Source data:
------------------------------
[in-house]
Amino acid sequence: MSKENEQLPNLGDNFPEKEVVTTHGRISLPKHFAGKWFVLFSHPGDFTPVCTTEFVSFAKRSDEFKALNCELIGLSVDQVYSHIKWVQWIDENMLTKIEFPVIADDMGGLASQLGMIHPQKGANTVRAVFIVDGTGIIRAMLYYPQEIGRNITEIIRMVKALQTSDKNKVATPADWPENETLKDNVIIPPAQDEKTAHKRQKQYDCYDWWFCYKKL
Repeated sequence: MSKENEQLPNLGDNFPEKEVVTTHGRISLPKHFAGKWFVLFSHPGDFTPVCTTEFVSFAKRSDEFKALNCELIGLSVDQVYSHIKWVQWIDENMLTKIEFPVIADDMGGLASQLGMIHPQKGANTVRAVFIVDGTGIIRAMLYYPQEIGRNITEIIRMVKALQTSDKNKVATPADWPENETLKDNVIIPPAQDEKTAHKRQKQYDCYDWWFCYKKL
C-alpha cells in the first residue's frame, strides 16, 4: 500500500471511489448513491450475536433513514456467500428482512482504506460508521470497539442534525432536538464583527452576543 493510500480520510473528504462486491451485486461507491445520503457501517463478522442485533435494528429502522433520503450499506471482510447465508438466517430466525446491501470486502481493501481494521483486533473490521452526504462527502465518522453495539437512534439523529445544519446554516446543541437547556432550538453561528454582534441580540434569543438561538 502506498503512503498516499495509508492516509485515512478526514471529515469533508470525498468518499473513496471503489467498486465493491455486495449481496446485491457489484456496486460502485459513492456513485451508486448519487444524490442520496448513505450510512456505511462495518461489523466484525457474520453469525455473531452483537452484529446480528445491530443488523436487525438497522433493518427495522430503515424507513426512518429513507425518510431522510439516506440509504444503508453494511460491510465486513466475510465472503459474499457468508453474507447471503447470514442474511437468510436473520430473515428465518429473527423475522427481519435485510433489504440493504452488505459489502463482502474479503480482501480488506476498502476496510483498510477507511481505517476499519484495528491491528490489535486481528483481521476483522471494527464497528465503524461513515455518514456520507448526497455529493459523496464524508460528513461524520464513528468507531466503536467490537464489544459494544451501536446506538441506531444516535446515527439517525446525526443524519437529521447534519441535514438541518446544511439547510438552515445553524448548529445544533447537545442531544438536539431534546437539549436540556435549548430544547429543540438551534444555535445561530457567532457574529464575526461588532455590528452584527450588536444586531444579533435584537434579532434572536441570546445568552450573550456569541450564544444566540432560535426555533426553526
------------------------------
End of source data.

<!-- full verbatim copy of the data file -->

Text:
[in-house]
Amino acid sequence: MSKENEQLPNLGDNFPEKEVVTTHGRISLPKHFAGKWFVLFSHPGDFTPVCTTEFVSFAKRSDEFKALNCELIGLSVDQVYSHIKWVQWIDENMLTKIEFPVIADDMGGLASQLGMIHPQKGANTVRAVFIVDGTGIIRAMLYYPQEIGRNITEIIRMVKALQTSDKNKVATPADWPENETLKDNVIIPPAQDEKTAHKRQKQYDCYDWWFCYKKL
Repeated sequence: MSKENEQLPNLGDNFPEKEVVTTHGRISLPKHFAGKWFVLFSHPGDFTPVCTTEFVSFAKRSDEFKALNCELIGLSVDQVYSHIKWVQWIDENMLTKIEFPVIADDMGGLASQLGMIHPQKGANTVRAVFIVDGTGIIRAMLYYPQEIGRNITEIIRMVKALQTSDKNKVATPADWPENETLKDNVIIPPAQDEKTAHKRQKQYDCYDWWFCYKKL
C-alpha cells in the first residue's frame, strides 16, 4: 500500500471511489448513491450475536433513514456467500428482512482504506460508521470497539442534525432536538464583527452576543 493510500480520510473528504462486491451485486461507491445520503457501517463478522442485533435494528429502522433520503450499506471482510447465508438466517430466525446491501470486502481493501481494521483486533473490521452526504462527502465518522453495539437512534439523529445544519446554516446543541437547556432550538453561528454582534441580540434569543438561538 502506498503512503498516499495509508492516509485515512478526514471529515469533508470525498468518499473513496471503489467498486465493491455486495449481496446485491457489484456496486460502485459513492456513485451508486448519487444524490442520496448513505450510512456505511462495518461489523466484525457474520453469525455473531452483537452484529446480528445491530443488523436487525438497522433493518427495522430503515424507513426512518429513507425518510431522510439516506440509504444503508453494511460491510465486513466475510465472503459474499457468508453474507447471503447470514442474511437468510436473520430473515428465518429473527423475522427481519435485510433489504440493504452488505459489502463482502474479503480482501480488506476498502476496510483498510477507511481505517476499519484495528491491528490489535486481528483481521476483522471494527464497528465503524461513515455518514456520507448526497455529493459523496464524508460528513461524520464513528468507531466503536467490537464489544459494544451501536446506538441506531444516535446515527439517525446525526443524519437529521447534519441535514438541518446544511439547510438552515445553524448548529445544533447537545442531544438536539431534546437539549436540556435549548430544547429543540438551534444555535445561530457567532457574529464575526461588532455590528452584527450588536444586531444579533435584537434579532434572536441570546445568552450573550456569541450564544444566540432560535426555533426553526